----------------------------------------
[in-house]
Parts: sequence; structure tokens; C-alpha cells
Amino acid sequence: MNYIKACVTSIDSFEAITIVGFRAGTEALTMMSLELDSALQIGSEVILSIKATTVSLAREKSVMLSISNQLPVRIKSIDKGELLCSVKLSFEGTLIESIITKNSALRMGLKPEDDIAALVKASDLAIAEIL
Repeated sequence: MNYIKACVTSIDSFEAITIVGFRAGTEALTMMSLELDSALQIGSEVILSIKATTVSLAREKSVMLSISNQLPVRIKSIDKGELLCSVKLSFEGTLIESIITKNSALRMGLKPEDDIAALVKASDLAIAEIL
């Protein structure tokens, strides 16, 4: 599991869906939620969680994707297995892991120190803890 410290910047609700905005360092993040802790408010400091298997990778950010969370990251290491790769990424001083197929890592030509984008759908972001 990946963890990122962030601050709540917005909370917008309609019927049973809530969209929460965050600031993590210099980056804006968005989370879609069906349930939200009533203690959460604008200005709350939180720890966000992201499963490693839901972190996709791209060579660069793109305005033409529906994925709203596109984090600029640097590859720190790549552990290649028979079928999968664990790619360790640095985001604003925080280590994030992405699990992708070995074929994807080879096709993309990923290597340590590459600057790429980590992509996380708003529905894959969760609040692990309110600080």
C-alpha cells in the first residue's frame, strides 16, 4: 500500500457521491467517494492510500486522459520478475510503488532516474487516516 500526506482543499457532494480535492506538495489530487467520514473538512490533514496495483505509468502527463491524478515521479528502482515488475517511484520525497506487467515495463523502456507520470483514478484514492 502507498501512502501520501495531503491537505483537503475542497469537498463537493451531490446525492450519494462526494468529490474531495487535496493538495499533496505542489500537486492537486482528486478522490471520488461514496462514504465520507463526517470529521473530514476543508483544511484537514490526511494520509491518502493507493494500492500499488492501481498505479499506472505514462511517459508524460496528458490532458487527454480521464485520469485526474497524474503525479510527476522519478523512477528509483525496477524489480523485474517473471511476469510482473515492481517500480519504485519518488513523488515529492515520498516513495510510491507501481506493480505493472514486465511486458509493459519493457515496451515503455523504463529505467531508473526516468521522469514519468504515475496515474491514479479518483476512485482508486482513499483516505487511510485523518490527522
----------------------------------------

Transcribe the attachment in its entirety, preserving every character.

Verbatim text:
[in-house]
Parts: sequence; structure tokens; C-alpha cells
Amino acid sequence: MNYIKACVTSIDSFEAITIVGFRAGTEALTMMSLELDSALQIGSEVILSIKATTVSLAREKSVMLSISNQLPVRIKSIDKGELLCSVKLSFEGTLIESIITKNSALRMGLKPEDDIAALVKASDLAIAEIL
Repeated sequence: MNYIKACVTSIDSFEAITIVGFRAGTEALTMMSLELDSALQIGSEVILSIKATTVSLAREKSVMLSISNQLPVRIKSIDKGELLCSVKLSFEGTLIESIITKNSALRMGLKPEDDIAALVKASDLAIAEIL
């Protein structure tokens, strides 16, 4: 599991869906939620969680994707297995892991120190803890 410290910047609700905005360092993040802790408010400091298997990778950010969370990251290491790769990424001083197929890592030509984008759908972001 990946963890990122962030601050709540917005909370917008309609019927049973809530969209929460965050600031993590210099980056804006968005989370879609069906349930939200009533203690959460604008200005709350939180720890966000992201499963490693839901972190996709791209060579660069793109305005033409529906994925709203596109984090600029640097590859720190790549552990290649028979079928999968664990790619360790640095985001604003925080280590994030992405699990992708070995074929994807080879096709993309990923290597340590590459600057790429980590992509996380708003529905894959969760609040692990309110600080």
C-alpha cells in the first residue's frame, strides 16, 4: 500500500457521491467517494492510500486522459520478475510503488532516474487516516 500526506482543499457532494480535492506538495489530487467520514473538512490533514496495483505509468502527463491524478515521479528502482515488475517511484520525497506487467515495463523502456507520470483514478484514492 502507498501512502501520501495531503491537505483537503475542497469537498463537493451531490446525492450519494462526494468529490474531495487535496493538495499533496505542489500537486492537486482528486478522490471520488461514496462514504465520507463526517470529521473530514476543508483544511484537514490526511494520509491518502493507493494500492500499488492501481498505479499506472505514462511517459508524460496528458490532458487527454480521464485520469485526474497524474503525479510527476522519478523512477528509483525496477524489480523485474517473471511476469510482473515492481517500480519504485519518488513523488515529492515520498516513495510510491507501481506493480505493472514486465511486458509493459519493457515496451515503455523504463529505467531508473526516468521522469514519468504515475496515474491514479479518483476512485482508486482513499483516505487511510485523518490527522